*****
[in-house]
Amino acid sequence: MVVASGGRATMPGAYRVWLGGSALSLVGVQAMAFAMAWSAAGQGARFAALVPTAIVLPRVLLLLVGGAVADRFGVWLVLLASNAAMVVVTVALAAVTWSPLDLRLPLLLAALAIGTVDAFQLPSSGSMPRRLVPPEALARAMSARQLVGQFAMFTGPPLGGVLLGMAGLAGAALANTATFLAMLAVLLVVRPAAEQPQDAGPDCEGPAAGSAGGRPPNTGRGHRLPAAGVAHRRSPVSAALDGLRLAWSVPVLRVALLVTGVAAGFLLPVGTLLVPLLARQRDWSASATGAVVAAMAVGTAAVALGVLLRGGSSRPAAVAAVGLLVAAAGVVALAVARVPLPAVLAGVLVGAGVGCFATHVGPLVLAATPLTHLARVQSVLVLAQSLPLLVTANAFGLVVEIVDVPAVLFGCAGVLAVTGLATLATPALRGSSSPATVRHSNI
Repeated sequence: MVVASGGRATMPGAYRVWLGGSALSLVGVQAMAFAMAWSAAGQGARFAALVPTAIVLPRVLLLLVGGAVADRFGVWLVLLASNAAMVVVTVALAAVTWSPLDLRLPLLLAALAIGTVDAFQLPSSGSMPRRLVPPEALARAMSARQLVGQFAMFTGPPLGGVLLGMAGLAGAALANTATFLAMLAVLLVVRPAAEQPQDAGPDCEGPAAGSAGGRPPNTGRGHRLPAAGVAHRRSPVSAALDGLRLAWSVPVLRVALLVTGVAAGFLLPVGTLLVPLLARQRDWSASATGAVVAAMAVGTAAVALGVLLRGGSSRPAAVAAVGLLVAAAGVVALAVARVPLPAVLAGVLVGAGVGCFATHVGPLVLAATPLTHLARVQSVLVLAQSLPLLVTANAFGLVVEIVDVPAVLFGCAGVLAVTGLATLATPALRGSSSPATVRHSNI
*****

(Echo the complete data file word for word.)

[in-house]
Amino acid sequence: MVVASGGRATMPGAYRVWLGGSALSLVGVQAMAFAMAWSAAGQGARFAALVPTAIVLPRVLLLLVGGAVADRFGVWLVLLASNAAMVVVTVALAAVTWSPLDLRLPLLLAALAIGTVDAFQLPSSGSMPRRLVPPEALARAMSARQLVGQFAMFTGPPLGGVLLGMAGLAGAALANTATFLAMLAVLLVVRPAAEQPQDAGPDCEGPAAGSAGGRPPNTGRGHRLPAAGVAHRRSPVSAALDGLRLAWSVPVLRVALLVTGVAAGFLLPVGTLLVPLLARQRDWSASATGAVVAAMAVGTAAVALGVLLRGGSSRPAAVAAVGLLVAAAGVVALAVARVPLPAVLAGVLVGAGVGCFATHVGPLVLAATPLTHLARVQSVLVLAQSLPLLVTANAFGLVVEIVDVPAVLFGCAGVLAVTGLATLATPALRGSSSPATVRHSNI
Repeated sequence: MVVASGGRATMPGAYRVWLGGSALSLVGVQAMAFAMAWSAAGQGARFAALVPTAIVLPRVLLLLVGGAVADRFGVWLVLLASNAAMVVVTVALAAVTWSPLDLRLPLLLAALAIGTVDAFQLPSSGSMPRRLVPPEALARAMSARQLVGQFAMFTGPPLGGVLLGMAGLAGAALANTATFLAMLAVLLVVRPAAEQPQDAGPDCEGPAAGSAGGRPPNTGRGHRLPAAGVAHRRSPVSAALDGLRLAWSVPVLRVALLVTGVAAGFLLPVGTLLVPLLARQRDWSASATGAVVAAMAVGTAAVALGVLLRGGSSRPAAVAAVGLLVAAAGVVALAVARVPLPAVLAGVLVGAGVGCFATHVGPLVLAATPLTHLARVQSVLVLAQSLPLLVTANAFGLVVEIVDVPAVLFGCAGVLAVTGLATLATPALRGSSSPATVRHSNI